A. A spinnaker is any sail set forward of the foremost mast whose width, measured between the midpoints of its luff and leech, is equal to or greater than 75% of its foot length. A headsail is a sail set forward of the foremost mast whose width, measured between the midpoint of its luff and […]
FAQ Category: Rig and Sail Questions
Q. Explain the requests for sail girths (widths) for mainsails and spinnakers.
A. Requests for sail girths (widths) for mainsails and spinnakers were new for 2020. They were intended then to be for newly built sails only, as the data for those would be readily available to owners from the sailmaker. These sail girths were used for data gathering only and not for ratings in 2020. Now […]
Q. Explain the 2020 sail material changes for Vintage and Classic yachts.
A. Sail material guidelines are intended to encourage the use of sails that are cost efficient and that are aesthetically appropriate for Classic racing. Classic Yacht Racing Guidelines first published in 2020 remove the prior requirement for paneled construction and allow for ‘molded’ sails. This change also removes the requirement for ‘woven fabric.’ In […]
Q. Why is standing rigging material required in the CRF application?
A. The rigs of some older boats have been upgraded by replacing the original wire standing rigging with stainless steel rod, which implies a rating advantage. Also, some boats are fitted with composite (typically carbon) standing rigging, that results in a substantial performance advantage. A Standing Rigging Factor that was new for CRF 2020 addresses […]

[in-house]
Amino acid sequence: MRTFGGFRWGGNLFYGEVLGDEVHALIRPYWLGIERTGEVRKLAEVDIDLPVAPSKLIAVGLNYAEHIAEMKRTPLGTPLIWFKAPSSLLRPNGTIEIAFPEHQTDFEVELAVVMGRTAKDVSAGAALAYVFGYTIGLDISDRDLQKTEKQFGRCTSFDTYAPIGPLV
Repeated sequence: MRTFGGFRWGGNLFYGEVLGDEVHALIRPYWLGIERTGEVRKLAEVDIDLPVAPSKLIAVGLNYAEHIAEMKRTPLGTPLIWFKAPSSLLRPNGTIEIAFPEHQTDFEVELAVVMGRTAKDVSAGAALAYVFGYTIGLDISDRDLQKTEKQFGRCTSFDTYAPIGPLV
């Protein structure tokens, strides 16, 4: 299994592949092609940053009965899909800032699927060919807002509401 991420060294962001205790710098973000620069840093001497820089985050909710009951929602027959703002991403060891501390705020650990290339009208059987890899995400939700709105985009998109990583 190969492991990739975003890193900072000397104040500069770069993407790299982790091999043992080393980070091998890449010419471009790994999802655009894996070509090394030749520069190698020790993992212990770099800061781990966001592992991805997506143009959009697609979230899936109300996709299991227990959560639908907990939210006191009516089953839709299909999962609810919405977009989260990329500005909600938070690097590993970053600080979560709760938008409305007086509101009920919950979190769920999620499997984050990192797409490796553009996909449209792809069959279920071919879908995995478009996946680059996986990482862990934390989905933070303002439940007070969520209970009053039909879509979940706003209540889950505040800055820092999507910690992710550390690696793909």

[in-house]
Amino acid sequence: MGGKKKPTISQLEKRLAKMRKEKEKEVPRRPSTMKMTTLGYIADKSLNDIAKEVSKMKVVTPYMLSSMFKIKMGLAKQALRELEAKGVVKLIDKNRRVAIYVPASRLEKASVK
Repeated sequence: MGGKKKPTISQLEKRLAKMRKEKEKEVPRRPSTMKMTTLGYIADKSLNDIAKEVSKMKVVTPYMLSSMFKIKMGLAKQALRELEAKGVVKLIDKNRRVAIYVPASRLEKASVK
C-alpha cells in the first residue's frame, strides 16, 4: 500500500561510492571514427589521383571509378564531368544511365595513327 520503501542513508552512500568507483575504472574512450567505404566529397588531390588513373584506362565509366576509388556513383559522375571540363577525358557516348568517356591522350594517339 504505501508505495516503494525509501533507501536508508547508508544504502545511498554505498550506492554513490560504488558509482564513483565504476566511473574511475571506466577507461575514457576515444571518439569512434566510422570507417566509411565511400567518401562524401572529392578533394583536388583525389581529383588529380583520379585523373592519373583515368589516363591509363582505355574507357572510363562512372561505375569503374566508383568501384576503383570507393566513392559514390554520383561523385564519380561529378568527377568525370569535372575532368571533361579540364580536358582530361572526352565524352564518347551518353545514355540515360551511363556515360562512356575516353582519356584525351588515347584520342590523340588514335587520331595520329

Q. Can I use a spinnaker pole in flying my asymmetrical spinnaker?
A. Yes, as long as you declare a spinnaker pole length ‘SPL’. Note that a whisker pole can only be used to wing out a headsail, and not to trim a spinnaker. Also, be aware that if you do declare an ‘SPL’, your calculated spinnaker area will be larger, and your rating will be faster, than […]
Q. Can I include both symmetrical and asymmetrical spinnakers in my inventory?
A. Yes, as long as you declare a spinnaker pole length ‘SPL’. If you declare both a pole length ‘SPL’ and a spinnaker tack point ‘TPS’, CRF will calculate a spinnaker area for both an s-sail via SPL, and an a-sail via TPS, and it will calculate rating on whichever area is larger.
Q. Please explain the difference between a spinnaker pole and a whisker pole.
A. Any pole used in trimming a spinnaker is a spinnaker pole, and it is rated as such with its overall length declared as ‘SPL’. A whisker pole is a pole used to wing out headsails only, and its length is limited to not more than 1.1 * ’J’. A spinnaker pole with a declared length […]
Q. Please explain the definition and use of the declaration for the tack point of an asymmetrical spinnaker (TPS).
A. ‘TPS’ is the distance from the forward face of the mast to the attachment point for an a-sail tack to the deck, to an anchor roller, to a bowsprit, or to a similar fixture. If an a-sail is tacked to the stem near the headstay tang, ‘TPS’ is nearly equal to ‘J’, the length of […]
Q. In light air, I plan to fly a headsail whose mid girth is less than 50% of its foot length, but it is too big to fit inside the nominal foretriangle. What should my declarations be for foretriangle height (IG), foretriangle base (J), and longest perpendicular, LP?
A. This sail is by definition a headsail and not a spinnaker (See RRS 55.4), and CRF will rate it as a headsail. For such a sail, ‘IG’ would be declared as the vertical distance from the sheerline to the top of the sheave supporting its halyard, and not to the upper end of the […]
Q. Some previously ‘square head’ mainsails in the Spirit of Tradition (SOT) class were converted to gaff headed sails and were rated as such in 2016. How will such conversions be dealt with under CRF?
A. Under CRF, gaff headed mainsails in the SOT class will be rated as ‘square headed’. Exceptions to this approach are possible in cases where the sail configuration is very intentionally designed to have an entirely traditional appearance, with the gaff length on the order of 2/3 that of the boom length. However, any such exceptions […]